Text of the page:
Vote at Home, for example, is the national organization dedicated to improving access to mailed-out ballots, and as such wanted you to be aware of some resources you might useful in future coverage. Their research outlines for every state how and when people can sign up for mailed-out ballots, with the relevant links to each state’s web site. You will find it at. For a quick overview of the mailed-out ballot situation nationally, check out their one-pager. And here, you can check out the latest media coverage. If you want to go really deep, read (or even skim) their Policy & Research Guide.  You’ll know more than about anyone in the country on this subject!  

Key Issues to Watch

Before we get to the candidates – and reminder, there are a LOT of them – let’s talk about the issues. There are several key topics that will come up time and again on campaign trails, in speeches, debates, party platforms, reform plans and more. Some very crucial and key issues to keep an eye on:

Gun Control: The debate over gun control and the 2nd amendment are not new to politics; in fact they have played a role in presidential elections and government for decades. But the recent surge in mass shootings and the devastating instances of gun violence across the country has brought the issue to the spotlight even more so for 2020. Democrats are calling for gun control reform (aka more strict regulations over who can gain access to a gun, more thorough background checks for gun purchasers, and a ban on assault weapons). On the flip side many Republicans, including President Trump, defend gun rights and support the National Rifle Association. In a speech to the NRA supporters earlier this year Trump said “gun owners make our communities safer and they make our nation stronger.”  

Women’s Rights: Whether or not the government has any right to determine what a woman does to her body has been front and center in recent months, especially as a wave of anti-abortion policies and laws that prevent doctors from performing abortions are being enforced in states across the country. Considering how under attack women’s rights are, and how important the female vote is for presidential hopefuls, it makes sense that candidates are not being shy about their take on women’s rights. Expect to hear a lot about equal pay, abortion rights, women’s healthcare, reproductive rights, and maternal leave. 

Immigration and Border Security: The crisis at our border is heartbreaking and unjust. Families are being torn apart, thousands of migrants are being held against their will under unlivable and undignified conditions, and children are dying in federal custody. This injustice has to stop. That’s one thing that most candidates and even our current administration can agree upon — the immigration plan that is currently in place is not working. What they don’t agree on is how to fix it. Trump notoriously has had a hardline policy on immigration. He wants to build his freaking wall across the southern border between the US and Mexico to keep out the “criminals and rapists” and he has ordered mass deportations and ICE raids in states across the country. Democrats are all fairly in sync about wanting to create a path to citizenship for the millions of undocumented immigrants now living in the US. Their plans all differ in terms of logistics, but their goals are consistent; undo Trump’s policies, implement comprehensive immigration reform, protect young immigrants and do away with the law that makes crossing the border illegally a criminal offense (rather than civil), just to start.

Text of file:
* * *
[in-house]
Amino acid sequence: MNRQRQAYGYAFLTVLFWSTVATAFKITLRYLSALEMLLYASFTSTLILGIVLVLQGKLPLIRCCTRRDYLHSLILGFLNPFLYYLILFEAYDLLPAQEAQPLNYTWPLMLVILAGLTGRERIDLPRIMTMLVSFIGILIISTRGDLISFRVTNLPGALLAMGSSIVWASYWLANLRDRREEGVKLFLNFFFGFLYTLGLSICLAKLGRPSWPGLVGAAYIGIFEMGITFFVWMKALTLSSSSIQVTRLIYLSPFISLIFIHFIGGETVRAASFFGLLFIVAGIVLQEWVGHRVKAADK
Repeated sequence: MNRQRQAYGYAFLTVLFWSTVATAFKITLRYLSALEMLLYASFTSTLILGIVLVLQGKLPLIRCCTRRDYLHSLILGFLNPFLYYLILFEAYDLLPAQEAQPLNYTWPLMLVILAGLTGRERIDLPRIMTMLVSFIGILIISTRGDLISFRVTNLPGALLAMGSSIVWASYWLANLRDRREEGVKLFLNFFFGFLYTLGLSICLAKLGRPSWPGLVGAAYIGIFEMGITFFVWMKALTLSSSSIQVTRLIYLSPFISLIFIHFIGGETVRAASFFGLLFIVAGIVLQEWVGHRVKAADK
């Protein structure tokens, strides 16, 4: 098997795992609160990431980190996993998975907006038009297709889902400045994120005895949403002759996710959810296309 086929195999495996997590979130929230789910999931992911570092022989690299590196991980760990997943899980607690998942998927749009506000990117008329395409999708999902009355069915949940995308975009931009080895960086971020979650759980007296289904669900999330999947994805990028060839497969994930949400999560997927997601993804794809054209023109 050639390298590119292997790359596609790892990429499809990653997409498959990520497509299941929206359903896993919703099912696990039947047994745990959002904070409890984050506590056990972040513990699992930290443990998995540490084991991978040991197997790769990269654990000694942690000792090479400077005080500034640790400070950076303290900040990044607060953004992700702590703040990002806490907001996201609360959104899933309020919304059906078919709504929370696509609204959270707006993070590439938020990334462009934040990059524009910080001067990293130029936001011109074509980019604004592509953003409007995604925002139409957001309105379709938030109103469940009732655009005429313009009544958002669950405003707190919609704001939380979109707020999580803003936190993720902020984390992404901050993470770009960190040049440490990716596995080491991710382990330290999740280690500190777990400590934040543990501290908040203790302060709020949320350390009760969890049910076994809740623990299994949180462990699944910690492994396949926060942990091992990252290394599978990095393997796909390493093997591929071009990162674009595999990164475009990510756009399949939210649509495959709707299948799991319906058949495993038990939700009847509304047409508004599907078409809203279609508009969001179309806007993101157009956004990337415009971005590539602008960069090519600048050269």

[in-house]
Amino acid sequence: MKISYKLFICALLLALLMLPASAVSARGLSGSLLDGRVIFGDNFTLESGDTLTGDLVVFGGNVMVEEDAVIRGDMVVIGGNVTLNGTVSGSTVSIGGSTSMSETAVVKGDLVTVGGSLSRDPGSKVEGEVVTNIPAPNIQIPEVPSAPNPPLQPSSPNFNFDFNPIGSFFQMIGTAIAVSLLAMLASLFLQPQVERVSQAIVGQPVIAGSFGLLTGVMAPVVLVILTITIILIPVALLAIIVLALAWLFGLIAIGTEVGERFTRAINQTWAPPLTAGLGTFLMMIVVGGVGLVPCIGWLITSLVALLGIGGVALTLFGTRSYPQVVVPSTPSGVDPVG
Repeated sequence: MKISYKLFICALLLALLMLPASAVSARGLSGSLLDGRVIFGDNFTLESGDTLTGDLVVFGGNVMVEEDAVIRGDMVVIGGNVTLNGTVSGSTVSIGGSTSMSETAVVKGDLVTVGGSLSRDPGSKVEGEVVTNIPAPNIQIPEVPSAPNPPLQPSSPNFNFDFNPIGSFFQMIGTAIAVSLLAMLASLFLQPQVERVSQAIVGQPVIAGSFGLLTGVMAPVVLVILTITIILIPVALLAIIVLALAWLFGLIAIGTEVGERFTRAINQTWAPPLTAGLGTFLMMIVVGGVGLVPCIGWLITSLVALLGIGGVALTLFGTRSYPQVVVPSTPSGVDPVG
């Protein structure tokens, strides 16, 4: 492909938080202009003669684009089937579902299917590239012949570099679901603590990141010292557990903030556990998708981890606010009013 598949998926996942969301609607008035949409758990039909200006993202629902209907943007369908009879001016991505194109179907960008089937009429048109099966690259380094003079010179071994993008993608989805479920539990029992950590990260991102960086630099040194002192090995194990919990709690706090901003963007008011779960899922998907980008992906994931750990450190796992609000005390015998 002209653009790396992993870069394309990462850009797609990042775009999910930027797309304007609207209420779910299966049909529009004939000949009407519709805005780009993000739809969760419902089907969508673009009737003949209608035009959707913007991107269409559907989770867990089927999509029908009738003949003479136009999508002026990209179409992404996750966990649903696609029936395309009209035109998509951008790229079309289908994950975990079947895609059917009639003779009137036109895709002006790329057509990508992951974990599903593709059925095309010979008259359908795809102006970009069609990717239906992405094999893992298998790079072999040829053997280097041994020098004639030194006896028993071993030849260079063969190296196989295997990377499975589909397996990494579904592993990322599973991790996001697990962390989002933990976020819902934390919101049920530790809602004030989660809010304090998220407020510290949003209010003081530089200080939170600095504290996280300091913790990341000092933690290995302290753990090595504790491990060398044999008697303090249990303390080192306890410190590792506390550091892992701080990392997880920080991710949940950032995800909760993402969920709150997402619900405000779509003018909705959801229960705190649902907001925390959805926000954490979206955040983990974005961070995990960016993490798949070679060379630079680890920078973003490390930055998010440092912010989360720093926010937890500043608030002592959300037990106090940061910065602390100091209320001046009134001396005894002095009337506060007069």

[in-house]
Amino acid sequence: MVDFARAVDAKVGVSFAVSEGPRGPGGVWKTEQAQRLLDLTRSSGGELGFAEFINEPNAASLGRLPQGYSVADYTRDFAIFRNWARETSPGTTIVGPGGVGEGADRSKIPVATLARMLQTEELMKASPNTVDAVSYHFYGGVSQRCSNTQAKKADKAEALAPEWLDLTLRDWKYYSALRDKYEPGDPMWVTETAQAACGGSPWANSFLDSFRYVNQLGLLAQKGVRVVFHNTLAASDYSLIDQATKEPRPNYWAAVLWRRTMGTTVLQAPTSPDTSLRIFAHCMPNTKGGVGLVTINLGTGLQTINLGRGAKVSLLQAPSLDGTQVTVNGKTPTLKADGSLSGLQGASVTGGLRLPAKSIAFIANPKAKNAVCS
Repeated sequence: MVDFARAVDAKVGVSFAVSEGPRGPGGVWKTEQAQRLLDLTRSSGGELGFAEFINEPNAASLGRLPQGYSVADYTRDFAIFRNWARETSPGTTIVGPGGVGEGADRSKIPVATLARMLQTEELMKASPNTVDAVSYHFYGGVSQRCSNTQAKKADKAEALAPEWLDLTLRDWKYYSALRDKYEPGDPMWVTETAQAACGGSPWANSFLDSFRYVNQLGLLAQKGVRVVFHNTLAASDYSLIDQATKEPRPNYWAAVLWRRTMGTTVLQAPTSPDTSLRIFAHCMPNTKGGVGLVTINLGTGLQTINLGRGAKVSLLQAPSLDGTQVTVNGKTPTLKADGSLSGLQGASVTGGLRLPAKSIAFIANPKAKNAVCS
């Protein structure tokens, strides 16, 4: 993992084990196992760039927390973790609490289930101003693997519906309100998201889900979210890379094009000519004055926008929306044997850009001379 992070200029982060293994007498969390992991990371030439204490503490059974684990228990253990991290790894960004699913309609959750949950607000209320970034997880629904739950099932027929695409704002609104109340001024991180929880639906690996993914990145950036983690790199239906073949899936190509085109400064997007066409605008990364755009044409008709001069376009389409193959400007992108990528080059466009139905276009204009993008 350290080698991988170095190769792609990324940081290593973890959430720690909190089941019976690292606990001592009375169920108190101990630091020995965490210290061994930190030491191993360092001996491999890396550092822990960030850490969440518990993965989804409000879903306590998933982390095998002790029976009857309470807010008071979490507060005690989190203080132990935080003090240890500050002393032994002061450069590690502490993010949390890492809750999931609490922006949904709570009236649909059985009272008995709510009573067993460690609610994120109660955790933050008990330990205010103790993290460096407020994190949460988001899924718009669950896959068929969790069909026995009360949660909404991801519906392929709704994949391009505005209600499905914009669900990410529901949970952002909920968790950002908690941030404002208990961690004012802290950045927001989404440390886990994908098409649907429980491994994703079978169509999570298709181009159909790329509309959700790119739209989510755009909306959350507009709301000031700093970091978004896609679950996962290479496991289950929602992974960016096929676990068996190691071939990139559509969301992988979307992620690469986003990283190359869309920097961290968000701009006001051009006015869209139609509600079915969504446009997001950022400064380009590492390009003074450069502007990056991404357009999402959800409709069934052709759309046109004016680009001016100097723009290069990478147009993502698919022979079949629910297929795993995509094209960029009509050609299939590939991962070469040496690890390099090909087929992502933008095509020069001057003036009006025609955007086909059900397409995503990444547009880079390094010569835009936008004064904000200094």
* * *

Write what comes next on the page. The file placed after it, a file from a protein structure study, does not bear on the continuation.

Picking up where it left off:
The Economy: If you ask President Trump, our economy is on fire. Our country is experiencing steady GDP growth and a record 50-year low for unemployment. Trump claims it’s because of his tax plan and his efforts to increase US jobs by keeping businesses domestic and getting out of trade partnerships that didn’t serve our country. Democrats say the wealth isn’t being distributed evenly for all Americans and that it only benefits the top 1 percent (read: extremely wealthy). Economic inequality is a big talking point for Dems, and they all have their plans for how to lift up the middle class, help low-income workers and close the wealth gap in our country. 

Healthcare: We’ve been hearing about The Affordable Care Act (aka Obamacare) since, well, Obama was in office. Republicans hate it. Trump has been trying to get rid of it since before he stepped foot in the oval office. Some Democrats support it, some think it’s flawed, but generally speaking, they all want to ensure that health care is not a privilege but a right granted to all Americans. They want to make healthcare more accessible, more affordable, and many Democratic candidates support Medicare for All.

The Climate Crisis: It’s hard to ignore climate change; after all, we’re seeing the devastating effects of the changes to our environment and global warming in real-time, from hurricanes to floods, wildfires, rising sea levels and fierce storms striking all over the country and the world. During his presidential campaign, Trump claimed that climate change is a hoax crafted by the Chinese, and he announced plans to pull the US out of global efforts to combat the climate crisis and reduce greenhouse gas emissions. His administration also announced plans to end the Clean Power Plan, a plan to curb carbon emissions and promote state use of renewable energy. Perhaps most frightening, Trump has dismissed scientific findings on the dangers of climate change and its potential impact on the future of our planet. Democrats are taking the opposite stance and are on a mission to promote renewable energy and reduce carbon emissions drastically, even setting a goal of reaching net-zero carbon emissions nationally by 2050.